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27-31 August 2018
IAEA, Vienna
Europe/Vienna timezone

CAVENDISH BANANA SELECTED FROM TISSUE CULTURE SOMACLONAL VARIATION: EVALUATED AND ADOPTED IN MANAGING EPIDEMICS OF FUSARIUM OXYSPORUM F.SP. CUBENSE TROPICAL RACE 4 IN COMMERCIAL PLANTATIONS IN THE PHILIPPINES

Not scheduled
20m
IAEA, Vienna

IAEA, Vienna

Oral Mutation breeding for ornamental and vegetatively propagated crops

Speaker

Dr Agustin Molina (Bioversity International, Los Banos Philippines)

Description

Epidemics of Fusarium Wilt caused by *Fusarium oxysporum f. sp. cubense* Tropical Race 4 is a serious threat to the sustainability of the more than 80,000 hectares of Philippines Cavendish industry. The industry brings about a billion US$ annual export and providing direct employment to a nearly 500,000 people in Southern Philippines. In 2013, 3,000 hectares were reported abandoned due to severe infection, and more than 6,000 hectares are infested in various levels of incidence. Eradication and exclusionary measures were implemented but inadequate to prevent epidemic spread and build up. Five Giant Cavendish Tissue Culture Variants (GCTCVs) developed by the Taiwan Banana Research Institute were introduced and field evaluated in multi-location trials in Foc TR4 affected farms in Southern Philippines. GCTCV 218 and GCTCV 219 proved most acceptable options in managing Foc TR4 epidemics. Disease incidence ranged from zero to 20 % on the test Cavendish variants compared to check varieties Gran Naine and Williams, which suffered disease incidence up to 100% . GCTCV 218 and 219 remained resistant even after 4 ratoons. GCTV 218, moderately resistant, is more acceptable by growers with its big bunches and good fruit quality. It is acceptable in current markets. GCTCV 219 is highly resistant and has sweet fruits but its bunch and agronomic characteristics are inferior. The use of GCTCV 218 is now widely adopted by banana growers in rehabilitating severely affected farms. Since 2014, more than 10 million GCTCV 218 tissue culture seedlings have been planted in more than 5,000 hectares with successful outcomes. The commercial plantings of these varieties also provide opportunities for further selection of improved phenotypes.The success of the GCTCVs indicate that selection from variation caused during in-vitro mass tissue culture production is a noble approach of banana improvement.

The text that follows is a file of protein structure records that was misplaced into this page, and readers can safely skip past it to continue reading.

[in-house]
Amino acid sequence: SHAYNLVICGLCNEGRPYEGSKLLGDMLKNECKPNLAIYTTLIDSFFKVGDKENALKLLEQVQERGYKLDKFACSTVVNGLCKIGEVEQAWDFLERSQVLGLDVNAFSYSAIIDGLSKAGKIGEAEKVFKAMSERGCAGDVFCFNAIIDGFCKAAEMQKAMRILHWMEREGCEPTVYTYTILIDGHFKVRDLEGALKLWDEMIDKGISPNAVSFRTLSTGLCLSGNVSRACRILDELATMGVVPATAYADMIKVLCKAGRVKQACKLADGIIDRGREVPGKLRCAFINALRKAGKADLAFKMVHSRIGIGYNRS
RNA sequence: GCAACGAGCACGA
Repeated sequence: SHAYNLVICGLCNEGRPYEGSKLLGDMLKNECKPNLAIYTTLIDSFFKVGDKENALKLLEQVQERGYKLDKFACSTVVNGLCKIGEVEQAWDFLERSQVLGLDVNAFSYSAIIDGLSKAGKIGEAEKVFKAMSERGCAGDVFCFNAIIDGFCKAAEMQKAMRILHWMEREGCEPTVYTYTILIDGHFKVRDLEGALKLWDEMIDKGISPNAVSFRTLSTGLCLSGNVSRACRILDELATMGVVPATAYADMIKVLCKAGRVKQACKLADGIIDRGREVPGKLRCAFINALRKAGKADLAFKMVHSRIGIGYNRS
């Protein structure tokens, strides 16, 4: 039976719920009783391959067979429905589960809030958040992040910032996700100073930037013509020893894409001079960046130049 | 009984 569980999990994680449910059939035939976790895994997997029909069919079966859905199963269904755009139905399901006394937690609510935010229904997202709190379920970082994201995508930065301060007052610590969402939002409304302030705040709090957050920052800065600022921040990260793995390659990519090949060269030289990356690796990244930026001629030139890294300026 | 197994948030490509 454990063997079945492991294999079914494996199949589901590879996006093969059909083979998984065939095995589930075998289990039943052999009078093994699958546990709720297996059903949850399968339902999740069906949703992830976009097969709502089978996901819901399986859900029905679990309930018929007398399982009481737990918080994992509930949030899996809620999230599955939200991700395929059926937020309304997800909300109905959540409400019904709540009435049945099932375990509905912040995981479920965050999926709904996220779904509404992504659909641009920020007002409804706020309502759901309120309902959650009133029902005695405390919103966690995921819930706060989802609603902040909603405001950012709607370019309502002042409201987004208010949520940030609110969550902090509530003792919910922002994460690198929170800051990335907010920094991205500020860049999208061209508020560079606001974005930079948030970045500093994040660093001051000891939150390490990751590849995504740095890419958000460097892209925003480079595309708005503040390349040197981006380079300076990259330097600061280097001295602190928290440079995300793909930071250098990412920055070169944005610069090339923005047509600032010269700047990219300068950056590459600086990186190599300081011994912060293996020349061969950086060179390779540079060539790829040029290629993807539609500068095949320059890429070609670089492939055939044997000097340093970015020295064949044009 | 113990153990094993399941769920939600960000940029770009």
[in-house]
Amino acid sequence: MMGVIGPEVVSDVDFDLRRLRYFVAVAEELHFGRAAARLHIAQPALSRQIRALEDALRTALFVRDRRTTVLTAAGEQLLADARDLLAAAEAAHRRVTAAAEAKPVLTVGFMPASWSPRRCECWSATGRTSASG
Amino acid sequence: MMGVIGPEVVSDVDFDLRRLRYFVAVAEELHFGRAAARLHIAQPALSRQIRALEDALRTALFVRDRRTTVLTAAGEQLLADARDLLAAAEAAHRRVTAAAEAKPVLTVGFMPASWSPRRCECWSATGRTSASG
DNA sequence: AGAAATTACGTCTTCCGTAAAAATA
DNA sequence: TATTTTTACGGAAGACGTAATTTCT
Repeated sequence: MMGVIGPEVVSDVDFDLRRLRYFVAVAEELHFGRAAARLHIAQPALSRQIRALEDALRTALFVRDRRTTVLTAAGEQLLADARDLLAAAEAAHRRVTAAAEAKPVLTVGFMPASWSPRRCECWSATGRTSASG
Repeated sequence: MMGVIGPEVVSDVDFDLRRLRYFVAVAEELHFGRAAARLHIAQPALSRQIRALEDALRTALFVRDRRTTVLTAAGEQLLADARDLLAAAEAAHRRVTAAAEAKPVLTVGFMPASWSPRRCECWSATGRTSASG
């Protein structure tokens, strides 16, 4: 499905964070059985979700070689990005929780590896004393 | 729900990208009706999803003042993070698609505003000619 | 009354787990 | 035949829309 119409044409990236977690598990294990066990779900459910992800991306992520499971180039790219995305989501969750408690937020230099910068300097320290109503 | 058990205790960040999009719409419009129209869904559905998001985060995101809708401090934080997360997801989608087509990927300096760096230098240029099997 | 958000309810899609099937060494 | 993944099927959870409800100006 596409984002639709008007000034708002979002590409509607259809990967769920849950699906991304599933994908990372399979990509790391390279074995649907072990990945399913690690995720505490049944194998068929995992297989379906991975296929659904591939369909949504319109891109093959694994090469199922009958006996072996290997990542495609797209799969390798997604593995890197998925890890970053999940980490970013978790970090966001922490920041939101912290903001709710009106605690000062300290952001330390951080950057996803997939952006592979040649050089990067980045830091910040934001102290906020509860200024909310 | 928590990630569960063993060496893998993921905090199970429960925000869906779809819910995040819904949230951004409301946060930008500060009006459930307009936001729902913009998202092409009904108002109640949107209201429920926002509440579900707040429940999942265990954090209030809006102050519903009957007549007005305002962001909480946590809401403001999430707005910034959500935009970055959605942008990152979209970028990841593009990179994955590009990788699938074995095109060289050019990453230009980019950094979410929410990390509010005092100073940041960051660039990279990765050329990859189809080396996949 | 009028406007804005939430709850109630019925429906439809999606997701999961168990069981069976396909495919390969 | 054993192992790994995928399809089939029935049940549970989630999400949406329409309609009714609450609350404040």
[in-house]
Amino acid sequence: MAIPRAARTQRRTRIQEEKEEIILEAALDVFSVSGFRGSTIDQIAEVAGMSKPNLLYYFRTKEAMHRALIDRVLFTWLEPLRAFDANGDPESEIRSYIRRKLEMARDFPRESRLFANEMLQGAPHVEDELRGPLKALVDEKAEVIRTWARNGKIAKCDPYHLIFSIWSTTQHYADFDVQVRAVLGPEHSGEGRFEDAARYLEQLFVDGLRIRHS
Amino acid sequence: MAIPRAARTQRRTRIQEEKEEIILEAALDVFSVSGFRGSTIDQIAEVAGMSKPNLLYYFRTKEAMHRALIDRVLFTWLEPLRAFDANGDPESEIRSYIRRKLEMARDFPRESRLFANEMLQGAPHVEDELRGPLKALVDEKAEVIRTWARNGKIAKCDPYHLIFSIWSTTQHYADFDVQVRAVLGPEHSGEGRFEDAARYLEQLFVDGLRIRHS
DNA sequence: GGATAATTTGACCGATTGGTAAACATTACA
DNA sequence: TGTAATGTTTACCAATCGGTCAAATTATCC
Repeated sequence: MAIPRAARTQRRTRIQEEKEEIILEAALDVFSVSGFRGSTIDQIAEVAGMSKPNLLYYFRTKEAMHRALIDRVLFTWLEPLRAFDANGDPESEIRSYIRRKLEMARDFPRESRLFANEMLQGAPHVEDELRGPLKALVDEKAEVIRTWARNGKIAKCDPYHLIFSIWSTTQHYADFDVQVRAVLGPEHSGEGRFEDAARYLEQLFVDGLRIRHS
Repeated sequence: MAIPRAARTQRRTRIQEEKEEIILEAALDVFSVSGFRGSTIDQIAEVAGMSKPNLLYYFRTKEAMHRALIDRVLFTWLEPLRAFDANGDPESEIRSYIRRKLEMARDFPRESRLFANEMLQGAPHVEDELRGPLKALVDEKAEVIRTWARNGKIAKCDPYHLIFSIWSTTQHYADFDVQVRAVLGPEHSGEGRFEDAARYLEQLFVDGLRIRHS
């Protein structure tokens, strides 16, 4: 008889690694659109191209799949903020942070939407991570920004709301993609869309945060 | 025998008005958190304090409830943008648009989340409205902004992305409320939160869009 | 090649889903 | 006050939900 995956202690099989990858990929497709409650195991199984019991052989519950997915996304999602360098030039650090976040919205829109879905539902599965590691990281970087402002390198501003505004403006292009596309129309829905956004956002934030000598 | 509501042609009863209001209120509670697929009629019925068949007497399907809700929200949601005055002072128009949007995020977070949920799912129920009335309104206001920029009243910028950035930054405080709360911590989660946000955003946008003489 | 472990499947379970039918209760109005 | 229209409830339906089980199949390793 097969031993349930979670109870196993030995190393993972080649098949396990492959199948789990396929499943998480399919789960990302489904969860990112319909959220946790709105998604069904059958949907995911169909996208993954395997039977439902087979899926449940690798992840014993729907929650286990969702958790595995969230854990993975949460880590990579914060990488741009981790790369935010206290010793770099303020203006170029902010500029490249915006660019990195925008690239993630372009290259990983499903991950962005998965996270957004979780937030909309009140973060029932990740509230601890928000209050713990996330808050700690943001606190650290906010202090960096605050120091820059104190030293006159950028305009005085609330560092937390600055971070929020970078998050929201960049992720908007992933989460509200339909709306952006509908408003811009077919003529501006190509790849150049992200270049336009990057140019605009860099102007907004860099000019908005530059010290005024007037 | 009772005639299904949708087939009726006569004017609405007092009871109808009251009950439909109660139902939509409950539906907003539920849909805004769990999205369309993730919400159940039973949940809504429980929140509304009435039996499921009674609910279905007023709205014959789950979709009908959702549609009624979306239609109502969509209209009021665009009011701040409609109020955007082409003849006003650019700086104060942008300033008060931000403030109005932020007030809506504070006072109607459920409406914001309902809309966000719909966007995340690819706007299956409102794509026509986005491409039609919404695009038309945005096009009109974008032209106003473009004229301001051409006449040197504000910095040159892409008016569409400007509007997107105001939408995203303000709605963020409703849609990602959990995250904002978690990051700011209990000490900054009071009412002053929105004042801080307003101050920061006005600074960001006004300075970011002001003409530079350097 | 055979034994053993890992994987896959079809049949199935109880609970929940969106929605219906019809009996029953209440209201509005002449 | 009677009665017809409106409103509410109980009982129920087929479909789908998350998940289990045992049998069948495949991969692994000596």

Country or International Organization Bioversity International, Los Banos, Philippines

Primary author

Dr Agustin Molina (Bioversity International, Los Banos Philippines)

Co-authors

Dr Benny Corcolon (TADECO, Davao, Philippines) Dr Chi Ping Chao (Taiwan Banana Research Institute, Pintung, Taiwan) Dr Emily Fabregar (Lapanday Fruits and Development Corp, Davao Philippines) Dr Lorna Herradura (DA- Bureau of Plant Industry, Davao, Philippines) Dr Noel Perpetua (Dole Asia, Davao, Philippines) Ms Vida Grace Sinohin (Bioversity International, Los Banos Philippines)

Presentation Materials

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